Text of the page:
Paper: The Hegemonic Impasses of Humanitarianism: Examining the Iran-Saudi Arabia Proxy Conflict in Yemen

Paper details

Paper authors Mariana Ramos Soares Beselga
In panel on Humanitarianism and Inequality
Paper presenter(s) will be presenting In-Person / Online


Yemen is the scene of a protracted Iran-Saudi Arabia proxy conflict since 2015, that triggered in the biggest humanitarian crisis on the Global South in the early of 2020s, with more than 80% of the population in need support and approximately 4 million internally displaced people. Nevertheless, the variable that most limits humanitarianism in the Yemeni context is the transnational terrorism and ‘new imperialism’ — interventions by state and non-state actors, factions, that put boundaries for the assistance to victims in the confrontation. Considering these security issues, through the Critical Theory approaches, the purpose of this investigation is conceiving how the fragmentation of power in the Yemeni territory, reinforced by the disputes of the States-Empire, affects the unequal distribution of humanitarian aid. This theoretical production relies on the articulation between mixed methods systematizing the construction of case study, such as bibliographical-documentary research aiming to analyse violations of International Humanitarian Law and Human Rights by agents involved in the dispute and their geopolitical interest. Moreover, Human development indicators are used with the function of capturing the degrees of inequalities during the years that began the blockades by the Saudi coalition. The primary results show that the sea land and air ports barriers hampered humanitarian actions and aggravated the situation of human security. Besides, terrorist groups seriously affected the Yemeni as women who help build peace and communities that assist internally displaced persons. Thus, this scientific exploration provides advanced dimensions on the geopolitics of humanitarianism studies, which encompasses international terrorism and redistributive asymmetries within Capitalist Hegemony.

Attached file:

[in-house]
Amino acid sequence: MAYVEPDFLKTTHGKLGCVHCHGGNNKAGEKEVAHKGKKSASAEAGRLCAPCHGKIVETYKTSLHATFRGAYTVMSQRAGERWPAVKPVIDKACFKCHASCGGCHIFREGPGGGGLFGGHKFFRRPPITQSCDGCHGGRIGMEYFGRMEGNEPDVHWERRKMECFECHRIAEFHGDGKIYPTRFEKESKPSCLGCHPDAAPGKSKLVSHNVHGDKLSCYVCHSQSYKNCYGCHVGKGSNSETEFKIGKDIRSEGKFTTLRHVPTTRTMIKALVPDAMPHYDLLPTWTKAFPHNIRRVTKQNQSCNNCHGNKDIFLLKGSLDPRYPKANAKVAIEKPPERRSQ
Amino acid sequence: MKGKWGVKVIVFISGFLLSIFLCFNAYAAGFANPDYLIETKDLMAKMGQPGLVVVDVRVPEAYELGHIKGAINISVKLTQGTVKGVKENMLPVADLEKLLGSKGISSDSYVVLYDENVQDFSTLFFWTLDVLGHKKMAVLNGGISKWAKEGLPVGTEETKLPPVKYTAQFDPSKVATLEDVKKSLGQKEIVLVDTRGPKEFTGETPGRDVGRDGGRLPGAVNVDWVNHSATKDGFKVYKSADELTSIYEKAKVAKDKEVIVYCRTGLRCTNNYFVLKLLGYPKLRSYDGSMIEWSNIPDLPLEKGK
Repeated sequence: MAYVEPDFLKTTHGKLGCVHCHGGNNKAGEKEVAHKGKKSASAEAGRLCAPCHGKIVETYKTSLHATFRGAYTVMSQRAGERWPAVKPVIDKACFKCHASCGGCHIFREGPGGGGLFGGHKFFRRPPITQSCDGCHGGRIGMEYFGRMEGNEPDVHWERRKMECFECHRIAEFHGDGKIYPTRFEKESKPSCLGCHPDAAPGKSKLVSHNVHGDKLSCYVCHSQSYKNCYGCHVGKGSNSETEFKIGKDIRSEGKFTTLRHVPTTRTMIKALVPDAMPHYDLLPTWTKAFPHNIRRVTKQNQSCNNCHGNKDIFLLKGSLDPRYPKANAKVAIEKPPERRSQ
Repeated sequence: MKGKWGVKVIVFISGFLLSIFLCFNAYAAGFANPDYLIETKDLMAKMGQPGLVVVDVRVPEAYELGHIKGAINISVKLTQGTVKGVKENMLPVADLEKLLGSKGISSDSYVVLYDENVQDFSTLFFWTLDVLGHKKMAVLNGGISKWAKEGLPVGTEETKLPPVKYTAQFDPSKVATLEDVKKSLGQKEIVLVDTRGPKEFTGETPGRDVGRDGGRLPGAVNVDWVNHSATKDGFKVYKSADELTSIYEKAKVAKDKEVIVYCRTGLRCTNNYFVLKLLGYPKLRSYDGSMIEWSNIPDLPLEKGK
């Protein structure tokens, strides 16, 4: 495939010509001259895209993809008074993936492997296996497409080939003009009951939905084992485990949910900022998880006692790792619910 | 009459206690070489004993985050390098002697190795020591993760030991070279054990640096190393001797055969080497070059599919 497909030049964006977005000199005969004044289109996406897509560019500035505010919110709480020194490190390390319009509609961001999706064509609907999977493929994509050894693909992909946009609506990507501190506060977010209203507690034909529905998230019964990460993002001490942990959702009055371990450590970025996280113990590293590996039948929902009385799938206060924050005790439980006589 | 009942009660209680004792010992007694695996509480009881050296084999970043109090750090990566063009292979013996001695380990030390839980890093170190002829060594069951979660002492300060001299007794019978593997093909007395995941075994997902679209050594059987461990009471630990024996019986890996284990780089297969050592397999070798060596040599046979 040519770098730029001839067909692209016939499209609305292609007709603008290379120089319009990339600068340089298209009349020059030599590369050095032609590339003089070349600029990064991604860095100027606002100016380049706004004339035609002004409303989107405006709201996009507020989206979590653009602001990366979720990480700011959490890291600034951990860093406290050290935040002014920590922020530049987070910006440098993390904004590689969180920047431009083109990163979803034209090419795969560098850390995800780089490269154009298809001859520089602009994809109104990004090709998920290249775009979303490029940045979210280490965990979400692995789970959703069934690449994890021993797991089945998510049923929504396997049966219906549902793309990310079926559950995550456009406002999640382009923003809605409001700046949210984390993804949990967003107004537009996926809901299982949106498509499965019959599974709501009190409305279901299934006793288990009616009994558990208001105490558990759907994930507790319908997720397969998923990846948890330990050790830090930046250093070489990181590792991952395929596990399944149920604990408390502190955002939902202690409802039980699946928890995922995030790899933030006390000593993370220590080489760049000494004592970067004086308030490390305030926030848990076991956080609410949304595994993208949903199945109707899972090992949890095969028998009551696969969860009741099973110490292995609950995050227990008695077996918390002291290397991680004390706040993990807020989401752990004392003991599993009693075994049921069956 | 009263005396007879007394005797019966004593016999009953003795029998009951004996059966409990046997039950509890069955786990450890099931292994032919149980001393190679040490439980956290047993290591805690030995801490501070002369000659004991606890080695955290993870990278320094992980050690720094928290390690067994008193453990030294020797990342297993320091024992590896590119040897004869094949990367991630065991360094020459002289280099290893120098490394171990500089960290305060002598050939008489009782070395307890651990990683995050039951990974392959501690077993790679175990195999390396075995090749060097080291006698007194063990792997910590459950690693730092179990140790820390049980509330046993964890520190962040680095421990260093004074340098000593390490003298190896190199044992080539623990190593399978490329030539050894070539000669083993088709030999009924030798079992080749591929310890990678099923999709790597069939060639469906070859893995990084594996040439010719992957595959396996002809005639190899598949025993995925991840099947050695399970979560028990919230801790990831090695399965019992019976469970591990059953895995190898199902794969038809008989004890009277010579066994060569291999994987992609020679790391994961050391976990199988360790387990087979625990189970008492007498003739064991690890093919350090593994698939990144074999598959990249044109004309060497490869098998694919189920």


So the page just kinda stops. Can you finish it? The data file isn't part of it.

‘Yemen can’t wait’, UN and partners warn in seeking $3.85 billion for humanitarian response. UN News. (2021). Retrieved 9 September 2021, from

AHMED, N. YEMENI CIVIL WAR: CAUSES, CONSEQUENCES AND PROSPECTS. Jurnal Dinamika Pemerintahan, v. 2, n. 2, p. 82-91, 2019.

ALEXANDRE, A. A Geopolitical Analysis of The Horn of Africa. Portuguese Journal of Military Sciences, v. VIII, n. 2, p. 45-72, 2020.

BIELER, A.; MORTON, A. Global Capitalism, Global War, Global Crisis 1. ed. New York: Cambridge University Press, 2018.

GUIDERO, A.; CARTER HALLWARD, M. Global Responses to Conflict and Crisis in Syria and Yemen. Cham: Palgrave Macmillan, 2019.



Mariana Ramos Soares Beselga
João Pedro Freitas Gomes